IN Spain, as in many other countries, we read regularly of alleged terrorists being arrested for promoting videos and messages of hate through social media and it is believed that a number of vulnerable people have been converted to Daesh in particular thanks to these fairly open websites.
Logically, if social media is partially the cause of the radicalisation of these individuals, then it is for social media to properly police itself in order to make it more difficult for those with terrorist ideals to spread their propaganda.
At last, four of the main outlets for the dissemination of such torrents of indoctrination, Facebook, Microsoft, Twitter and YouTube have agreed to work together in order to stamp out violent and extremist images from their sites.
These giants of the internet have declared that they will create a database which will contain what they refer to as ‘digital fingerprints’ which will allow automatic recognition of any inappropriate images of violence or extremism of any type.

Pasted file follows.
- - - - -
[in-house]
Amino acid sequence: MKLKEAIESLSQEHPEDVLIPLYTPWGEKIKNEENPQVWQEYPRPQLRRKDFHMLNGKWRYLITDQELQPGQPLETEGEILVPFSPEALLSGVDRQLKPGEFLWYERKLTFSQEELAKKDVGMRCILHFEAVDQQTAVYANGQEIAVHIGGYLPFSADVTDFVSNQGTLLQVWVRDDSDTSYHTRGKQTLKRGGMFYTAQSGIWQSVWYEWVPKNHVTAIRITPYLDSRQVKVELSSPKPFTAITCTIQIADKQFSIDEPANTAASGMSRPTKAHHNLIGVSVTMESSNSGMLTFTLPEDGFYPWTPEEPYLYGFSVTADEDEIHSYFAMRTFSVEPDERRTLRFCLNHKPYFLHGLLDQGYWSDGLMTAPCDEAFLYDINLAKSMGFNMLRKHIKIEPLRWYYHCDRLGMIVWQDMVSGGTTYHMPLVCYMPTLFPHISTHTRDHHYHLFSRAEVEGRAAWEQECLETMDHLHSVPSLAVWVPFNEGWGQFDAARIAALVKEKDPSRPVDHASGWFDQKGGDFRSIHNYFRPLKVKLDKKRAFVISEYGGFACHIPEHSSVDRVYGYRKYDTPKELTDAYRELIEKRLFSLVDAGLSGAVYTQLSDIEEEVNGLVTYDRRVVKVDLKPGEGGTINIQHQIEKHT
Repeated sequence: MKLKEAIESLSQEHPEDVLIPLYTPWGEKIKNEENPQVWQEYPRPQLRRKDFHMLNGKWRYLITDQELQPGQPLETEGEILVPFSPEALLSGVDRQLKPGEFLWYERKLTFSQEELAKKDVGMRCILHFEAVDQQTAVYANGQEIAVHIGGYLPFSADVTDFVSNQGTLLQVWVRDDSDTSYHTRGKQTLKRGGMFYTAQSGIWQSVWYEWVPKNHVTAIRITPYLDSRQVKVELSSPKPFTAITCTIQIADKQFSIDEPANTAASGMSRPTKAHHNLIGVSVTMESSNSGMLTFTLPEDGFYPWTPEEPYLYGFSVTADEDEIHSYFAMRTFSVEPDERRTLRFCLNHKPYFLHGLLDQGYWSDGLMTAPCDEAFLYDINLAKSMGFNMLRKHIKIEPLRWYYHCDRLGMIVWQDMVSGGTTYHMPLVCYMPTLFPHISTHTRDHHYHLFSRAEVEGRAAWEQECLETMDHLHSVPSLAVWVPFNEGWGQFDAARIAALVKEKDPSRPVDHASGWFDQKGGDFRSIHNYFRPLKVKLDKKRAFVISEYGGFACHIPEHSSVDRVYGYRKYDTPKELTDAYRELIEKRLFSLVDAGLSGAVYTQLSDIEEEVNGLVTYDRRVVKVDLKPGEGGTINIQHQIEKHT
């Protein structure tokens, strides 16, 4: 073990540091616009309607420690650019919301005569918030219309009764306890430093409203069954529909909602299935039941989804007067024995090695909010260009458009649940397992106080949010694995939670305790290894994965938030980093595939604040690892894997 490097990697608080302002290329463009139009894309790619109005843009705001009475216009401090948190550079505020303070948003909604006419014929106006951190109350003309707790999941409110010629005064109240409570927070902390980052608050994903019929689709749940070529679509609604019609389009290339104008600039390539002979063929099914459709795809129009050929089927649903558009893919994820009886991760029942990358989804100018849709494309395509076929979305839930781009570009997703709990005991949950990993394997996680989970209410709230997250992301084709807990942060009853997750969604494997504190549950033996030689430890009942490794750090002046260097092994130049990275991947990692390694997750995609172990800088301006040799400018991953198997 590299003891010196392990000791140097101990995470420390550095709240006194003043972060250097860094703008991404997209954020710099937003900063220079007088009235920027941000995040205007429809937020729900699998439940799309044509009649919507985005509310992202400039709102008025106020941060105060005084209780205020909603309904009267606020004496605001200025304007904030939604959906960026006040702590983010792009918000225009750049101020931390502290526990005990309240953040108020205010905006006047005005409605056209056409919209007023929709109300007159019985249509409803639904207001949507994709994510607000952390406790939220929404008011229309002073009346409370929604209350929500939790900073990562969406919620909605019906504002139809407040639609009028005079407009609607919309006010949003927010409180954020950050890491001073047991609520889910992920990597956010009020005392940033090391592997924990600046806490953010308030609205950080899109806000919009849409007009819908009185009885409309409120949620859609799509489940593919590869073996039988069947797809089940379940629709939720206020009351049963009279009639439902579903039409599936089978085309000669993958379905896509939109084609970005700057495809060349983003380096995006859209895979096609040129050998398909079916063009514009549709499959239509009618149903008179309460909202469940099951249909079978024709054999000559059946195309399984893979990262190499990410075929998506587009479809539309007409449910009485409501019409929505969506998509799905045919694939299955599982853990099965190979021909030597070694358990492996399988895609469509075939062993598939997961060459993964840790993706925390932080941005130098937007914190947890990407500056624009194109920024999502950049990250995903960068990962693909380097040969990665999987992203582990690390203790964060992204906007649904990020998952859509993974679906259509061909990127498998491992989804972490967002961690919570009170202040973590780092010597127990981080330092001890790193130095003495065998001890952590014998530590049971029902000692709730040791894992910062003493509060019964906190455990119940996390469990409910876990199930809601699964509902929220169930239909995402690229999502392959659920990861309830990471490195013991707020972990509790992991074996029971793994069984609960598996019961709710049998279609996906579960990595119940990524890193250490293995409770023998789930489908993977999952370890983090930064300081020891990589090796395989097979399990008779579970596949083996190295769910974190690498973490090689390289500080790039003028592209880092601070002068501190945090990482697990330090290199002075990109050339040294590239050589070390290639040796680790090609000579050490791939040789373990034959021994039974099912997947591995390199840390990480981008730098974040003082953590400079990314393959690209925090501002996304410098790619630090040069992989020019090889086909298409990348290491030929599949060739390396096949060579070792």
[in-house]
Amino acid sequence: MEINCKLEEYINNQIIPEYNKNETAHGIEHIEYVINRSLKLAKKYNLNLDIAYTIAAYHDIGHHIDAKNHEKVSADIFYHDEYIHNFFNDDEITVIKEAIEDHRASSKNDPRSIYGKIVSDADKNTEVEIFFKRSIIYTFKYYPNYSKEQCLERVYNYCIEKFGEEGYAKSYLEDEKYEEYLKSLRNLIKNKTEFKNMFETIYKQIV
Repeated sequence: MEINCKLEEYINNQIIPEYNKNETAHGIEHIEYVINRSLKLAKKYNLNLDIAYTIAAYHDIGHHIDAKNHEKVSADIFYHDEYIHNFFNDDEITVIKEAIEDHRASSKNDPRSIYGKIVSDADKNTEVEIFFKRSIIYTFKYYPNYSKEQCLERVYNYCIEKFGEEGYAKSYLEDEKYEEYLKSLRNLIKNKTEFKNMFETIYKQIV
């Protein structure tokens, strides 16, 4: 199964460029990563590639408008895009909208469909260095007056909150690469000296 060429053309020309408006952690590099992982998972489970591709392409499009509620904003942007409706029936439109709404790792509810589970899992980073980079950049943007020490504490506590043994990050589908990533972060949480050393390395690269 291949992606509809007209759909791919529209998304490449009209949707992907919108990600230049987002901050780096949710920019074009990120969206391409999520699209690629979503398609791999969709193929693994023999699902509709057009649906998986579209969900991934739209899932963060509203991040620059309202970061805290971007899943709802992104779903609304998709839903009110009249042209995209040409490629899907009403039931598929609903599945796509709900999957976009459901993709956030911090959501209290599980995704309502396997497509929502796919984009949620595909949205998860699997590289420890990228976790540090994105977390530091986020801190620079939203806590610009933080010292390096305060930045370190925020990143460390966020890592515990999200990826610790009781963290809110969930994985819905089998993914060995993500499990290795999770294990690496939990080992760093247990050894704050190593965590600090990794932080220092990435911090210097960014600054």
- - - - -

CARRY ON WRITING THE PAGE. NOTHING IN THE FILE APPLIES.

This doesn’t mean that there will be blanket censorship but the intention is to identify inappropriate material and share the information so that all four companies can ensure that it is not broadcast and in due course, once properly up and running, they expect to be able to share the information with other suppliers of social media.
Although not an obvious direct reaction to recent criticism, it is clear that the four companies are alert to undertakings given to the European Commission several months ago to react quickly to remove ‘hate postings’ and they are very aware that it is better to self-regulate than to have new laws passed in Europe which they would have to obey.
It will still be possible for those wishing to swap images via what is known as the Dark Net which requires specific software so that only those already connected are able to communicate with each other, thus making it much more difficult to ‘preach’ to those who are not already committed.